As the Middle East becomes a global hub in blockchain adoption, the head of the BSV Blockchain Association, Jimmy Nguyen, has presented the features of the BSV enterprise blockchain at the University of Dubai. The Association has also funded research development projects with the local universities, where students use blockchain technology.
Lately, the Middle East leads in blockchain adoption, with governments in the UAE, Saudi Arabia, and others investing heavily in the technology. With local governments interested in what the technology can do, the BSV enterprise blockchain has presented its features in Dubai, aiming to establish one of the most significant BSV hubs in the region.
BSV Blockchain Association Founding President Jimmy Nguyen told CoinGeek that the BSV blockchain revolution in the Middle East is just getting started.
“Our entire mission with BSV is to grow a blockchain that scales massively and is used at a mass level for huge amounts of not just payments but data transactions,” he said.
This mission has matched perfectly with the Gulf countries’ movement towards digitizing their economies both in the public and private sectors. As per Nguyen, the governments have especially taken a keen interest, making it clear that they want to use blockchain at a national level. For example, the UAE has set a goal of having 50% of all government transactions on-chain by 2030.
“It marries well with our BSV message of ‘let’s make a blockchain that’s useful for everything, for everyone, for all kinds of data and payment applications,” he added.
The BSV community has put great effort into the Middle East, with the BSV Blockchain Association leading the efforts, spearheaded by Nguyen and others such as InvoiceMate’s Muhammad Salman Anjum, who is the head of the BSV Hub for the Middle East and South Asia, and Ahmed Yousif, the Middle East lead for the BSV Blockchain for Government Initiative.
Nguyen noted that the MENA region has embraced BSV.
“I’d say the reception for BSV is very good here because the people, who are interested in blockchain, care about utility. You have less of the crypto trading frenzy. Because of that, our message resonates really well,” he claimed.
The Middle East also doesn’t suffer from the same gatekeepers to the blockchain industry as some regions such as North America and Europe. As Nguyen noted, these regions have entities that have invested hundreds of billions of dollars to keep the prices of digital assets high, caring little about utility. To these entities, a blockchain that scales unbounded with the tiniest fraction in fees is an enemy, and they have pulled no punches in their attack on BSV.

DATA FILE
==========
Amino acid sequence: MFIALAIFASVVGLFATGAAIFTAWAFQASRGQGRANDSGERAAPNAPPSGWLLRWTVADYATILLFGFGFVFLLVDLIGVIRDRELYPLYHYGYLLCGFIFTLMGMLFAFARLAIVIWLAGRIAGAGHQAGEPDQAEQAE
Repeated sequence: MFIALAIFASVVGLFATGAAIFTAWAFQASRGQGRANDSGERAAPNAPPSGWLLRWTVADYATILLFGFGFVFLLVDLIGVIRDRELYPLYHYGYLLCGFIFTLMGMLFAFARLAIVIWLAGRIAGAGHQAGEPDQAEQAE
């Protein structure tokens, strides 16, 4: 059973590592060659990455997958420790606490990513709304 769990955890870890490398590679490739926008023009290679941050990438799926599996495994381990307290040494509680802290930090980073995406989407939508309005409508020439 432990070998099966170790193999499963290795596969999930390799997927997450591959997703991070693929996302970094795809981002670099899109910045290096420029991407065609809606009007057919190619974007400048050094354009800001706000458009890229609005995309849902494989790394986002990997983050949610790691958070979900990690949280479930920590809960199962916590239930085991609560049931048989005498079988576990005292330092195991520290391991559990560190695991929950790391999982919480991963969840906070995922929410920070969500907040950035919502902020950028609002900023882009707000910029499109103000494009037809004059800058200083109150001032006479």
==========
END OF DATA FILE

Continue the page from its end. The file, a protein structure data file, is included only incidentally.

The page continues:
In his presentation at the University of Dubai, Nguyen focused on what BSV startups are doing right now, not on promises that other blockchains make for the future. According to him, this makes it easier for the audience to grasp what blockchain does from a practical perspective. He also picks startups that resonate with particular challenges facing a specific audience.
There’s a lot of interest in academic credential certification in the Middle East. In his presentation, Nguyen focused on how BSV blockchain can make it easier to store these credentials on-chain and make it possible for anyone to verify them.
“I knew that is an important topic here. We have a project going with the University of Sharjah,” he said.
The BSV Blockchain Association has funded a research development project with the University of Sharjah, where university students do research and write a paper about academic certification tracking using blockchain. Also, they get to work with InvoiceMate’s Anjum on a prototype of an application that tracks academic and professional credentials.
As expected, this prototype will be ready for presentation at the BSV Global Blockchain Convention in Dubai, which starts on May 24.
Earlier, this March, another great blockchain event in Dubai – the 22nd World Blockchain Summit – saw a lot of the top speakers, including Frederik Gregaard, Faryar Shirzad, Alex Mashinsky, Furqan Rassul, and many more. Held under the patronage of HH Sheikh Juma Ahmed Juma Al Maktoum, a member of the ruling family of Dubai, the summit hosted more than 4000 attendees, including 60+ speakers and 50+ blockchain solution providers over three days.